"Akit is the man. He knows Clipper." (spenta)
"It’s a fantastic blog for any San Franciscan."
"Your blog is always on point, and well researched!" (Nina Decker)
"Everyone's favorite volunteer public policy consultant..." (Eve Batey, SF Appeal)
"You are doing a great job keeping on top of Translink stuff. Keep up the good work!"
(Greg Dewar, N Judah Chronicles)
"...I don't even bother subscribing anywhere else for my local public transportation info. You have it all..."
(Empowered Follower)
"If anyone at City Hall wants to make public transit better for all San Franciscans, it would be wise to follow Akit religiously...
or, better yet, give him a job."
(Brock Keeling, SFist)

Wednesday, April 28, 2010

Akit Gets Paper Muni Pass - Skips on TransLink E-Pass

I decided that since TransLink on Muni was too unreliable and hearing horror stories on the comments of a recent posting titled: "TransLink's Reliability on Muni is Tanking," I've decided to skip on the electronic pass for the month of May (and likely beyond) in favor of a paper Muni pass.

Even though TransLink claims a buggy software update a couple weekends ago was the main reason why a lot of the Muni vehicle readers had failures, and fare inspectors allegedly issuing citations to passengers who have a pass (when the vehicle's card readers are non-operational and there's no clear policy if passengers should pay with cash and get reimbursed); it made me make a very serious decision to switch to paper.

Another reason why I'm doing an about face is just some poor public relations from Muni about TL/Clipper. People at the SFMTA Board of Directors meetings talk about an easy way to save the agency money, but it always seems it's just "one ear and out the other." I've also asked Muni about a time schedule on the fare gate installation so people can see how the new gates work out and maybe get a chance to be the first ones to try it out, but no answer from them. Also, 311 has been inconsistent on their responses to TransLink reader issues: I e-mailed 311 a problem and it was addressed by a SFMTA official in a reply message, however weeks later, I reported a similar issue on another vehicle to 311 and they told me to call TL instead.

I may be a person who likes the TransLink/Clipper program for it's potential to save transit agencies money and make it easier for passengers to pay for their rides, yet, who would use a product when the card reading equipment still has problems (especially on Muni)?

So here's the game plan for now: I'll still use my TransLink "M" pass for the next couple of days because the new month is approaching soon, but the paper pass will be my new mode of riding Muni. The TL card will still be used for other transit agencies where reliability is much better, including BART and Golden Gate Ferry.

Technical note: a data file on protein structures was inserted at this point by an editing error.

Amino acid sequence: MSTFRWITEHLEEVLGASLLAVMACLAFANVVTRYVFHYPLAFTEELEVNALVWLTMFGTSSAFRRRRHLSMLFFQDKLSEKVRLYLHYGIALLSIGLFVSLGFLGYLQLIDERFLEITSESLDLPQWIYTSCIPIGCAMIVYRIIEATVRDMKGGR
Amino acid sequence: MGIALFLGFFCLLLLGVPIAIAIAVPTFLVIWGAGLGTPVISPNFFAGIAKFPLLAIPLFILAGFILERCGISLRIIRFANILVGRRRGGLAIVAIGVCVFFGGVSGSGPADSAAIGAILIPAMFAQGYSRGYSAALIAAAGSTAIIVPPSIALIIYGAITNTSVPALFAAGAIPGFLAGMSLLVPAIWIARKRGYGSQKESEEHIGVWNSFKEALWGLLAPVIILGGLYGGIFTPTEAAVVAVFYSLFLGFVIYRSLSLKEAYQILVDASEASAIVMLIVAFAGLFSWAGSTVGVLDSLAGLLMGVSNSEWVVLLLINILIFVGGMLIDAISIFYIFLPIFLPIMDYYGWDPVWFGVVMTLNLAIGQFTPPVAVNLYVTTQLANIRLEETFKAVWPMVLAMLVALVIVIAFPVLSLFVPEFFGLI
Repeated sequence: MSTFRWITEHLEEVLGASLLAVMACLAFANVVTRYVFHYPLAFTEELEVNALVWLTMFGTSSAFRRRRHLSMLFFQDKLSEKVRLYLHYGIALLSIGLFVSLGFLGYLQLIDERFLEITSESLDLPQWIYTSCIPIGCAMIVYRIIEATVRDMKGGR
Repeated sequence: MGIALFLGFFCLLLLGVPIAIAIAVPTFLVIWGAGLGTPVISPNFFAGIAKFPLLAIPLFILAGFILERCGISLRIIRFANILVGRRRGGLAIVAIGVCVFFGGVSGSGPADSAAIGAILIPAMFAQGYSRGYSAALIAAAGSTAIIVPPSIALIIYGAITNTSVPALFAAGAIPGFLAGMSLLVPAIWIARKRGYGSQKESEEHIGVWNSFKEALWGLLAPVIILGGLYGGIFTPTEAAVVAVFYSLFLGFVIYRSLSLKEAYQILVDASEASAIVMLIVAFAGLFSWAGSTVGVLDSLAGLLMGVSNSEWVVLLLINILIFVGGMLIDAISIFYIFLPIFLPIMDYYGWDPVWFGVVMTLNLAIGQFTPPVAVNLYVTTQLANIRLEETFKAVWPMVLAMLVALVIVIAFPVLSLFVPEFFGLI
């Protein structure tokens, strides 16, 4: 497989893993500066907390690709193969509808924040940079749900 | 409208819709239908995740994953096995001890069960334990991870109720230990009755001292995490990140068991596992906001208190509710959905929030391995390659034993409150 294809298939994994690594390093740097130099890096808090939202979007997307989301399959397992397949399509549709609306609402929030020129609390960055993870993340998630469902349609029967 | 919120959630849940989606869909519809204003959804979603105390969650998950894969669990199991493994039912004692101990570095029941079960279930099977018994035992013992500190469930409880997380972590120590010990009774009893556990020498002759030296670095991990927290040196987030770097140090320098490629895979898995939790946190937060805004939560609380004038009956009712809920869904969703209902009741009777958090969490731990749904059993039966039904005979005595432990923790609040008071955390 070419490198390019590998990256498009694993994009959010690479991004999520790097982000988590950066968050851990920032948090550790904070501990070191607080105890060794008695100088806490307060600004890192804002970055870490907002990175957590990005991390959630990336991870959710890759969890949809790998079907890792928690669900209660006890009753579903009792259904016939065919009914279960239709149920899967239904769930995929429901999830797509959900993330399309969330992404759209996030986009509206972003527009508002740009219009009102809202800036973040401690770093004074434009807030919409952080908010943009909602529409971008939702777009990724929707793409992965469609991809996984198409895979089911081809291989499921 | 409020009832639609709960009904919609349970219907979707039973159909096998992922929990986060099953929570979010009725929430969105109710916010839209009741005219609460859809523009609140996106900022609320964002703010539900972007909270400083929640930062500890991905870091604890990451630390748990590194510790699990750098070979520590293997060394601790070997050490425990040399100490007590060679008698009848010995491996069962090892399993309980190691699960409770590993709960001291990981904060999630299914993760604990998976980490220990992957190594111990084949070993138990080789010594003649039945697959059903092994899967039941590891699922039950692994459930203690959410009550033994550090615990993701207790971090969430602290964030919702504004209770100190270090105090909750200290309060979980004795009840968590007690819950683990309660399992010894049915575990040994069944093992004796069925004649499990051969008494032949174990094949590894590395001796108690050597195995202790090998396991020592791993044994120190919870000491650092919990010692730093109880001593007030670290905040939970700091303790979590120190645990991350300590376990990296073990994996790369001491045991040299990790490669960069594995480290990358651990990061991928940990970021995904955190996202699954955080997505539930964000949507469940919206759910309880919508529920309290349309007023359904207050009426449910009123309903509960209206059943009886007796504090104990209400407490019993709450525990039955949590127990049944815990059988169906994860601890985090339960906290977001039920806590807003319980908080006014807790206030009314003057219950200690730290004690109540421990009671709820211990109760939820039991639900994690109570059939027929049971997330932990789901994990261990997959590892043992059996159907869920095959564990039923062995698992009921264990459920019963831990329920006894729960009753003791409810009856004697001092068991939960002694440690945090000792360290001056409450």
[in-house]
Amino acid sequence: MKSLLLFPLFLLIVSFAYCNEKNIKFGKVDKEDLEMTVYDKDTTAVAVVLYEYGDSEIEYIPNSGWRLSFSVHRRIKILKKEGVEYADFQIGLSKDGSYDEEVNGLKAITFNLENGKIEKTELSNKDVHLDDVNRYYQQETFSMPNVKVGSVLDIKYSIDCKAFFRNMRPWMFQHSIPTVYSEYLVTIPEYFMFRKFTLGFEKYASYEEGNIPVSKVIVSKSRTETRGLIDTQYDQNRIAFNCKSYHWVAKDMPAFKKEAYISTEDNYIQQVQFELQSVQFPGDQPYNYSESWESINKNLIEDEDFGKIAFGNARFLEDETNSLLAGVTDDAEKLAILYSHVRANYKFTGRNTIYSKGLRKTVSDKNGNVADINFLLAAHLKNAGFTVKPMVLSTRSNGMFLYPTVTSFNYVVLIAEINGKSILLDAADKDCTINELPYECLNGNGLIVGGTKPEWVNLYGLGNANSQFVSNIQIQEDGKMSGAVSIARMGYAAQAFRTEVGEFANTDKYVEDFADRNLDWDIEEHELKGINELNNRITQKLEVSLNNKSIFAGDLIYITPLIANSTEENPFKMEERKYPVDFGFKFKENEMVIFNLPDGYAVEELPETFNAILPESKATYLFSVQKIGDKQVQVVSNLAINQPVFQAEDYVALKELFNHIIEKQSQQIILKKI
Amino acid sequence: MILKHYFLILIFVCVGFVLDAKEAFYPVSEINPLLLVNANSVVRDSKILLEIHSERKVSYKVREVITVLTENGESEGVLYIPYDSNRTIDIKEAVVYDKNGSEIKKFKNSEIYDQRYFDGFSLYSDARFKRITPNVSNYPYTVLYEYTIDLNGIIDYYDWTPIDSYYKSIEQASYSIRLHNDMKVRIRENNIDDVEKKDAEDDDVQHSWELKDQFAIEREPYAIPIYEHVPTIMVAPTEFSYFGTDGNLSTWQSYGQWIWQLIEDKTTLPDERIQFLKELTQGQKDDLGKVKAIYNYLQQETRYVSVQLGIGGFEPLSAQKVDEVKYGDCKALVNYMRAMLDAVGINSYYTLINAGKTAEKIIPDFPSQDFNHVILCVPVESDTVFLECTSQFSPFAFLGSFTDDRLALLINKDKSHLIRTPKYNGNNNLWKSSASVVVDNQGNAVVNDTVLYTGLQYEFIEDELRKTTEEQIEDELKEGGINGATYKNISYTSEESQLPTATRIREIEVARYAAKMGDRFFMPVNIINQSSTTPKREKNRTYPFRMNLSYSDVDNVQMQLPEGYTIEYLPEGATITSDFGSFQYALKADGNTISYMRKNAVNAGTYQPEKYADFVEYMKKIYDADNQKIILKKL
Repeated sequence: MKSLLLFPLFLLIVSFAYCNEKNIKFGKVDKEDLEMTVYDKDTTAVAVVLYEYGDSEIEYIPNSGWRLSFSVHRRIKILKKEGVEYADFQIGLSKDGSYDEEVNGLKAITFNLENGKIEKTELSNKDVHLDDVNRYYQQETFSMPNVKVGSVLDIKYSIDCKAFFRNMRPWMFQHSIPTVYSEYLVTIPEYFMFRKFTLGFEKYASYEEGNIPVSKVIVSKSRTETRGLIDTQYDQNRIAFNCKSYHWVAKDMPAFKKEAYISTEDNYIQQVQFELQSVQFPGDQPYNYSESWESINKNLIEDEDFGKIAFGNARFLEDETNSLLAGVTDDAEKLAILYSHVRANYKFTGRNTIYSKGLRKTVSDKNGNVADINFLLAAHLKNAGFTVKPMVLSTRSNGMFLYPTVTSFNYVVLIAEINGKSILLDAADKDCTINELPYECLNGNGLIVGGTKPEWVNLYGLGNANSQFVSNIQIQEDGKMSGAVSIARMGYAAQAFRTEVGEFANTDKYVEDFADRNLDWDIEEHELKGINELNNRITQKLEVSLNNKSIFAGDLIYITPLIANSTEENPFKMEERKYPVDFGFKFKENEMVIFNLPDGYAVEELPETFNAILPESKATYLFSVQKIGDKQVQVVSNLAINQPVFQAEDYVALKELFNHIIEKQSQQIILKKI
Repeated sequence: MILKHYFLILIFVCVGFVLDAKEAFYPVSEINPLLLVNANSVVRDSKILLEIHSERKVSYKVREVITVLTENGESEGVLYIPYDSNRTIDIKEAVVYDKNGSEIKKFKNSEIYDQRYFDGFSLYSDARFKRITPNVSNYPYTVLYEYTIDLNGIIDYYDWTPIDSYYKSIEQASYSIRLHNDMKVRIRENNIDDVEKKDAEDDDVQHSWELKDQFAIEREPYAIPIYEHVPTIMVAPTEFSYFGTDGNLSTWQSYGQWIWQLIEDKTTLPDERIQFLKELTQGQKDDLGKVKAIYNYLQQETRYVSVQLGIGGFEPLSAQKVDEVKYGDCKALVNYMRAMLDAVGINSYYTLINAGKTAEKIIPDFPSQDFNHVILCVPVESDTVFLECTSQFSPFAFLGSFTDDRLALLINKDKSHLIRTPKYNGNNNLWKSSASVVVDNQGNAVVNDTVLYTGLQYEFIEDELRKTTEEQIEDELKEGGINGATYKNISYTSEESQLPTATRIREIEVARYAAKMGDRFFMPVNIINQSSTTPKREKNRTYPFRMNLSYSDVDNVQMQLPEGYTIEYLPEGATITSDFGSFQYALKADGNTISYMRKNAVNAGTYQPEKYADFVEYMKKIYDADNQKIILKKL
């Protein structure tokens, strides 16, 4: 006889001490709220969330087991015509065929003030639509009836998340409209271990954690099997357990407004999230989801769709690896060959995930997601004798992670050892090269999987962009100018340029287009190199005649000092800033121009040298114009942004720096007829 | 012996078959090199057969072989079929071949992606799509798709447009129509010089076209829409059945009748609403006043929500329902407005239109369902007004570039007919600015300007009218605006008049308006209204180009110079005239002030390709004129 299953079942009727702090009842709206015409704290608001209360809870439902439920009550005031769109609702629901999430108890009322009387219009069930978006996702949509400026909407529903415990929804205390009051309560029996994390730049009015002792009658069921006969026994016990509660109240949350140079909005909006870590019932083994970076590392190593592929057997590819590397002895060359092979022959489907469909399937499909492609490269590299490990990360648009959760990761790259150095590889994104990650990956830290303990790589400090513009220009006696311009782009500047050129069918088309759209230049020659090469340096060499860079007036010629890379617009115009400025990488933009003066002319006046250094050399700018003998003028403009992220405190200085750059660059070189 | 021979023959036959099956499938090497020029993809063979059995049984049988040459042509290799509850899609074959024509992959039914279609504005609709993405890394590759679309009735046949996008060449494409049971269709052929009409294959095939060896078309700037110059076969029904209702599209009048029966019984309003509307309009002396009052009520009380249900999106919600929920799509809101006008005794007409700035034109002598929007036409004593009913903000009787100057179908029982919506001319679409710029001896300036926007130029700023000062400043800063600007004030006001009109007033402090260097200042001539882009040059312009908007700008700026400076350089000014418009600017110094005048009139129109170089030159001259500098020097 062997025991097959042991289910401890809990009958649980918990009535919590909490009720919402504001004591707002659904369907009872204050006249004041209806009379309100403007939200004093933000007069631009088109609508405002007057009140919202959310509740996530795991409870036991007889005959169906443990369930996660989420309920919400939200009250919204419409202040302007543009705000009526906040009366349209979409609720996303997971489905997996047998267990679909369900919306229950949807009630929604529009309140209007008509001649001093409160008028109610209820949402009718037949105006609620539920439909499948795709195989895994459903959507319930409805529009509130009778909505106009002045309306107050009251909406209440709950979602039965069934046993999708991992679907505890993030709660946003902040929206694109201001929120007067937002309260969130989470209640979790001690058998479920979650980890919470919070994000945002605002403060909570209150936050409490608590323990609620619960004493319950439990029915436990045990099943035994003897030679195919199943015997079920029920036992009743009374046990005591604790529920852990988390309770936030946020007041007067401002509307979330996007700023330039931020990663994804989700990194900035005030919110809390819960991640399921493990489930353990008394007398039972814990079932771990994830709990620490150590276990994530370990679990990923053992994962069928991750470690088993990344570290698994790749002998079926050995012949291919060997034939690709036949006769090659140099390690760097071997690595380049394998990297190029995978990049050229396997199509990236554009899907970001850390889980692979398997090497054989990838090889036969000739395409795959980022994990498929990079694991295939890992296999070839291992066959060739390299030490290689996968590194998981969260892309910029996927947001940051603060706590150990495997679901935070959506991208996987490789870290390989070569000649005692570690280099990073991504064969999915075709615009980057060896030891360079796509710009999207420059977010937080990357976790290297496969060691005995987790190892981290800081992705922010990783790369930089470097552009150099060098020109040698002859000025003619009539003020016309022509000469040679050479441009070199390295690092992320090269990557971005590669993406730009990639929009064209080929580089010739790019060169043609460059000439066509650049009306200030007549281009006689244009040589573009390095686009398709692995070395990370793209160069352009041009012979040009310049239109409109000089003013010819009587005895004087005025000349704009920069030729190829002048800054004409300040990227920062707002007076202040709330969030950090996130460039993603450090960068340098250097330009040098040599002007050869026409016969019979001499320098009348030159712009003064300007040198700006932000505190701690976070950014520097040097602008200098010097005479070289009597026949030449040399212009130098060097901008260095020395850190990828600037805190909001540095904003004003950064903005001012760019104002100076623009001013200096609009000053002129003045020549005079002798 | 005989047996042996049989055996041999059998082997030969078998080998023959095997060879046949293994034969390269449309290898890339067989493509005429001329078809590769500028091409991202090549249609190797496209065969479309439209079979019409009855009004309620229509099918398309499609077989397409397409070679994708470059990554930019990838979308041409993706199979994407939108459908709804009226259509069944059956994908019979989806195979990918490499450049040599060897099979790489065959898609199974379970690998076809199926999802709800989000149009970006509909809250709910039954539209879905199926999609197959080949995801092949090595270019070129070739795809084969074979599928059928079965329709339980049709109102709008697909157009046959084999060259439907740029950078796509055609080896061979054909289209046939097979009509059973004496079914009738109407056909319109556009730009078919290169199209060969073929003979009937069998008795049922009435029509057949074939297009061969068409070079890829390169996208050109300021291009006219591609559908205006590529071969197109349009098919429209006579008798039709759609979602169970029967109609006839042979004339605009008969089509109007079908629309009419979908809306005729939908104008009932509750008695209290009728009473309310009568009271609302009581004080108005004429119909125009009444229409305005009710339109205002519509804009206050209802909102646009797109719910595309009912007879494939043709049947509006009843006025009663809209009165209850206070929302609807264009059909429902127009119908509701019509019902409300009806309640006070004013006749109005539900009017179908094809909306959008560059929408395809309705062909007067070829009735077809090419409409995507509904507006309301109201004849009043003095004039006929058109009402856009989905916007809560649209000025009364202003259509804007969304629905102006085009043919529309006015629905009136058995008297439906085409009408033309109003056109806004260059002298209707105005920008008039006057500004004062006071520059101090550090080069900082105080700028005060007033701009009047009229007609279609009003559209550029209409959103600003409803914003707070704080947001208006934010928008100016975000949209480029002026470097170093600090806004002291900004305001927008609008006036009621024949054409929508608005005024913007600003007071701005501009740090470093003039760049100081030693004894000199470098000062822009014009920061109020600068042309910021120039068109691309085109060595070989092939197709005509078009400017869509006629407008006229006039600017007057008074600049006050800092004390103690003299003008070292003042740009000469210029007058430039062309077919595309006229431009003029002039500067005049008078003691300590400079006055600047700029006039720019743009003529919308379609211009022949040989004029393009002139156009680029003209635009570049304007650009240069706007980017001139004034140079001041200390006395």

On a side note, did any of you registered TL cardholders get a letter in the mail recently about the Clipper transition? It was so brief and such a waste of paper. They could have saved money just sending e-mails or postcards.


jr195 said...

I actually just sent an email to Translink about the waste of paper and postage on that letter before cruising over here to your fine blog.

Also, I complained about their incorrect grammar talking about Clipper Ship(s). For all those millions on marketing, they should get a little proofreading.

Endymion said...

Yeah I got the letter. I have not noticed any malfunctioning readers this week.

Last night I was on the 38L outbound, when the proof of payment guys boarded the bus at Van Ness. They didn't even scan my Translink card. Maybe they've been told to disregard those with cards for now?

I'll keep using Translink on Muni for now.

Endymion said...

Yeah I got the letter too, it did seem wasteful. I wish they had used that money to mail replacement cards, I really like the new design.

joe said...

Yes, I was pretty shocked that they would send a letter about that. In fact, I can't recall if I've received any informational updates in the past (other than automated requests I'd made), but it boggles the mind why they'd send that full-color letter.

On another note, Translink seems very reliable on AC Transit, which I understand was one of the first agencies to make an official transition. In my experience, it has worked at least 98% percent of the time. The readers at least look to be the same as MUNI readers. I don't think there were too many problems transitioning AC paper passes to Translink. Now if UC and AC would team up to put Cal students' passes on Translink like they are for faculty and staff, that would be much better than the little sticker on ID cards, to deter both fraud and theft.